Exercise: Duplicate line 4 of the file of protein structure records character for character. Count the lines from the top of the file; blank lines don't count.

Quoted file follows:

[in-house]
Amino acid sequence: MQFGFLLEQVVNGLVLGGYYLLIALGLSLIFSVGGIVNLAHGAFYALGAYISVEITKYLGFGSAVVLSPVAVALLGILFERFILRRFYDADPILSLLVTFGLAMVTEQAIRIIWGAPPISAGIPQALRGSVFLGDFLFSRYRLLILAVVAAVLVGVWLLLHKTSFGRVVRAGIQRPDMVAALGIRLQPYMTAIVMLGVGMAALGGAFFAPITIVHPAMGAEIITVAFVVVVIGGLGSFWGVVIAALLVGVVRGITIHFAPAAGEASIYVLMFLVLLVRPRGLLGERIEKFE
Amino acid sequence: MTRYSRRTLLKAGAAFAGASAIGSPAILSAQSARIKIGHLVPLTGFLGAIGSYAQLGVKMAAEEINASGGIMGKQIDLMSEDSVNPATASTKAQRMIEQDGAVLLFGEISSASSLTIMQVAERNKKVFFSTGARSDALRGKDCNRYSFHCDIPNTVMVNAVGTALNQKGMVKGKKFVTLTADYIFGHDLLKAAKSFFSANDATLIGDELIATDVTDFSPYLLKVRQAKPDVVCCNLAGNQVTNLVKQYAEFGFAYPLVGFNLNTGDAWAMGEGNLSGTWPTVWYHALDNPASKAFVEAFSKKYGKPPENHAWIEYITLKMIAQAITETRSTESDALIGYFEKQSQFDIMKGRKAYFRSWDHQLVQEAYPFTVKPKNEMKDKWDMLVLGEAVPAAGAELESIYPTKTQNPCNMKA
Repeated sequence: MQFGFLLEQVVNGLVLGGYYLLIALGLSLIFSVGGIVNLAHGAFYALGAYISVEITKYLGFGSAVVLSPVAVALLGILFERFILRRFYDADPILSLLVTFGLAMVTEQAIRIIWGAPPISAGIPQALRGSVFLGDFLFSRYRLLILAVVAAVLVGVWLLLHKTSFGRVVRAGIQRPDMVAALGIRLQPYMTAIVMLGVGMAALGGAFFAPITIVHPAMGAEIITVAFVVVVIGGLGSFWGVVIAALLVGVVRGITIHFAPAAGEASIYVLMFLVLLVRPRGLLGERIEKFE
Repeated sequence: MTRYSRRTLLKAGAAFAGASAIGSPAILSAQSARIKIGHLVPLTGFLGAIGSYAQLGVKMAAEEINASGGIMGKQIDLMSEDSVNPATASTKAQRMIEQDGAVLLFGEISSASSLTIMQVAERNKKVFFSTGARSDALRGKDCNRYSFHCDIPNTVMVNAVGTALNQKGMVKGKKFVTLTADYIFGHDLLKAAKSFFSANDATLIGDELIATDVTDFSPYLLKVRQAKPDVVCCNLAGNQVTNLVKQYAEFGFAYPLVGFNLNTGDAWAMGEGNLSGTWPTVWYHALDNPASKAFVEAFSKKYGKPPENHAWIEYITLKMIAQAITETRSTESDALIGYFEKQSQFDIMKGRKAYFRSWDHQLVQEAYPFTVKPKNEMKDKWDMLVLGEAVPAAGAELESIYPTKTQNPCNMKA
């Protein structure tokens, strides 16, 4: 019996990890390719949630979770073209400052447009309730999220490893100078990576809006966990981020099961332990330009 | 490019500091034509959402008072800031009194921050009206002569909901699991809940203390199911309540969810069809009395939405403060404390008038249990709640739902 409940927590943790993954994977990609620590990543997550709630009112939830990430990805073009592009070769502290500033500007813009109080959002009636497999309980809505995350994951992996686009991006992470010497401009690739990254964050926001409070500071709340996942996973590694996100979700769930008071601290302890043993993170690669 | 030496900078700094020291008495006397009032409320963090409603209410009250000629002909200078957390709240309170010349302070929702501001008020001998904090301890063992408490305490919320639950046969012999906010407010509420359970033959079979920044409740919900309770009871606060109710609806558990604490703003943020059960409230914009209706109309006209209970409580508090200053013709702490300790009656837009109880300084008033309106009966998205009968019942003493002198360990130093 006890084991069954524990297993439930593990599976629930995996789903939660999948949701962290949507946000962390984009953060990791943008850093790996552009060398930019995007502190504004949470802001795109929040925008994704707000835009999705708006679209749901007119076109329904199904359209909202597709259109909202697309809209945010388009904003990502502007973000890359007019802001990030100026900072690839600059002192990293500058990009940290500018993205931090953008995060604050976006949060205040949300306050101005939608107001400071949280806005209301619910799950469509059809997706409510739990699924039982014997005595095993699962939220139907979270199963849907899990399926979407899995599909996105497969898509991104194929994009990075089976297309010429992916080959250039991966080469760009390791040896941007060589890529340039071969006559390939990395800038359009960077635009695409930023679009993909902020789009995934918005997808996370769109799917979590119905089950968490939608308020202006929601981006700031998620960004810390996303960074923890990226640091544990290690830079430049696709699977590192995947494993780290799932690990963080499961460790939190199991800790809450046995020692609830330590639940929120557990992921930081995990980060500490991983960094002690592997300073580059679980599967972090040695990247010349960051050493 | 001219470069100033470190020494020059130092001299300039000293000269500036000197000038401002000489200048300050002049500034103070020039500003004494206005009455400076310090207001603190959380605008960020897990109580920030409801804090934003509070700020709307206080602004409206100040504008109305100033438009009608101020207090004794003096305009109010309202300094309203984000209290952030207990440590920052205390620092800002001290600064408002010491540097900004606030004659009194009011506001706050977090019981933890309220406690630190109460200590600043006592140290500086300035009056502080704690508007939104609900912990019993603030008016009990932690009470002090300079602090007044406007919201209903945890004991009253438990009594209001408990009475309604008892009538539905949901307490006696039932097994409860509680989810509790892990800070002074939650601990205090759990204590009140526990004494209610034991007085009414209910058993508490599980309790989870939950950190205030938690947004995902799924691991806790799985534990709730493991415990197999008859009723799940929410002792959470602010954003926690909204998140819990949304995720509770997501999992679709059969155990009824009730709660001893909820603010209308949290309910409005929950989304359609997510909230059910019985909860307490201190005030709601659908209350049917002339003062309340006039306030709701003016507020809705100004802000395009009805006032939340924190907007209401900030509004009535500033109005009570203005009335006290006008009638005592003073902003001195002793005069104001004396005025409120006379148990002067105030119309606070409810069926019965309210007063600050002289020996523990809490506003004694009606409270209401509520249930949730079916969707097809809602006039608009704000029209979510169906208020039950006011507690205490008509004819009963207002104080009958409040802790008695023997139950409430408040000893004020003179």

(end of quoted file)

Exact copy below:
Repeated sequence: MQFGFLLEQVVNGLVLGGYYLLIALGLSLIFSVGGIVNLAHGAFYALGAYISVEITKYLGFGSAVVLSPVAVALLGILFERFILRRFYDADPILSLLVTFGLAMVTEQAIRIIWGAPPISAGIPQALRGSVFLGDFLFSRYRLLILAVVAAVLVGVWLLLHKTSFGRVVRAGIQRPDMVAALGIRLQPYMTAIVMLGVGMAALGGAFFAPITIVHPAMGAEIITVAFVVVVIGGLGSFWGVVIAALLVGVVRGITIHFAPAAGEASIYVLMFLVLLVRPRGLLGERIEKFE